Injury or infection of adult dental pulp often necessitates root canal therapy. This terminates dentin formation and subsequent tooth maturation. In addition, the synthetic materials currently utilized to replace lost tooth structure are not capable of completely replacing the function of the lost tissue, and often fail over time. This report describes a technique to engineer new pulp-like tissues utilizing cultured cells and synthetic extracellular matrices. Fibroblasts were obtained from human adult dental pulps and multiplied in culture. These cells were subsequently seeded onto synthetic matrices fabricated from fibers (approximately 15 microns in diameter) of polyglycolic acid (PGA). The pulp-derived fibroblasts adhered to the fibers, proliferated, and formed a new tissue over 60 days in culture with a cellularity similar to that of native pulp. These tissues may find application in the regeneration of oral tissues and may provide novel systems in which to study the biocompatibility of materials and chemicals used in dentistry.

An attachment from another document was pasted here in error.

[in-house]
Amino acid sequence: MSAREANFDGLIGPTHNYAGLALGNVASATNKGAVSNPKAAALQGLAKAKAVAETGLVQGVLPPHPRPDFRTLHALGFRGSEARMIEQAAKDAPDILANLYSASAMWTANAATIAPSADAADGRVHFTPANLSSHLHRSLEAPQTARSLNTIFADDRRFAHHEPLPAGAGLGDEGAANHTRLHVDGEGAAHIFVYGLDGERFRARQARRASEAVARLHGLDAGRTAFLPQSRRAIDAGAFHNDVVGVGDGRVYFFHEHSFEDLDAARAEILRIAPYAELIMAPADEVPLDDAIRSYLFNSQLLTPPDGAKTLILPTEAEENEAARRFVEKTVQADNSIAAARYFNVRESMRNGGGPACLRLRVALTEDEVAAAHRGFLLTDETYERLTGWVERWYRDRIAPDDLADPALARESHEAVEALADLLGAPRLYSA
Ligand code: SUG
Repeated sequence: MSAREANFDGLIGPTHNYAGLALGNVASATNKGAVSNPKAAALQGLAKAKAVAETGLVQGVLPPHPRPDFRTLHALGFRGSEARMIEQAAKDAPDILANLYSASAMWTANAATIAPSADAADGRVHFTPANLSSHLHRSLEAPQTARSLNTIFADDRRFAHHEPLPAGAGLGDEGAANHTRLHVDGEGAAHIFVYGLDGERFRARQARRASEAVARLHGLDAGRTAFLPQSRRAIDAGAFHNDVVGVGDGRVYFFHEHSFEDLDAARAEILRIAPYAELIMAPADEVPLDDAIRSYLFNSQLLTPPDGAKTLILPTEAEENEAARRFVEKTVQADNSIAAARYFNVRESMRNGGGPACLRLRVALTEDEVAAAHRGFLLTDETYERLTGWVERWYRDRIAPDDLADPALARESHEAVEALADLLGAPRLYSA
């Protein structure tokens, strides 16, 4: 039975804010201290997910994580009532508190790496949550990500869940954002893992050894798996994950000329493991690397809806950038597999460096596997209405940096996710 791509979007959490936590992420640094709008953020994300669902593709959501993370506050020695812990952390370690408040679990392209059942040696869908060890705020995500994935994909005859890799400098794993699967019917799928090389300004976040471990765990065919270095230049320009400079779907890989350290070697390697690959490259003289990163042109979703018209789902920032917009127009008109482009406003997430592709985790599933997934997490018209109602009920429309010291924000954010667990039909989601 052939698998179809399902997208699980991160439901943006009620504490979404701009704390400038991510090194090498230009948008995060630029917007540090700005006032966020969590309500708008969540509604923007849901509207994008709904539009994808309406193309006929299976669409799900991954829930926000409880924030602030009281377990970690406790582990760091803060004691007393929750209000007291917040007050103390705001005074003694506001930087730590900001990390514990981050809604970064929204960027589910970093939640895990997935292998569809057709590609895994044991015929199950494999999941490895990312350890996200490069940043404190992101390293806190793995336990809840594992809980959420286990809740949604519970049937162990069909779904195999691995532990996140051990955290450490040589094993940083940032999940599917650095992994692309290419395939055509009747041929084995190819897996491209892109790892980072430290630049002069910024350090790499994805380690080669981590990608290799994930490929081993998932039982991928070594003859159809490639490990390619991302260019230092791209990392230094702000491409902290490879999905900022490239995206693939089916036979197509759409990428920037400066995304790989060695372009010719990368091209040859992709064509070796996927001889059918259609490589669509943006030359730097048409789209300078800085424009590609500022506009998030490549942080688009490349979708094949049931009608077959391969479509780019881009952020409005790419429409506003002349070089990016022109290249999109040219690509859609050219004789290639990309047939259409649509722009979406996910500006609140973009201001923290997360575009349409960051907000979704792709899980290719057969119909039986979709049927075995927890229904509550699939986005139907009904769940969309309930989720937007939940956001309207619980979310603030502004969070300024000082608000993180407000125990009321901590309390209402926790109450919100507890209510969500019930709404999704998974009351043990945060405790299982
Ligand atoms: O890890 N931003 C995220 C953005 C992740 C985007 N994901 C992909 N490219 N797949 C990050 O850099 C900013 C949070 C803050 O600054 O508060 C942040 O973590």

Last updated on 09/29/2017
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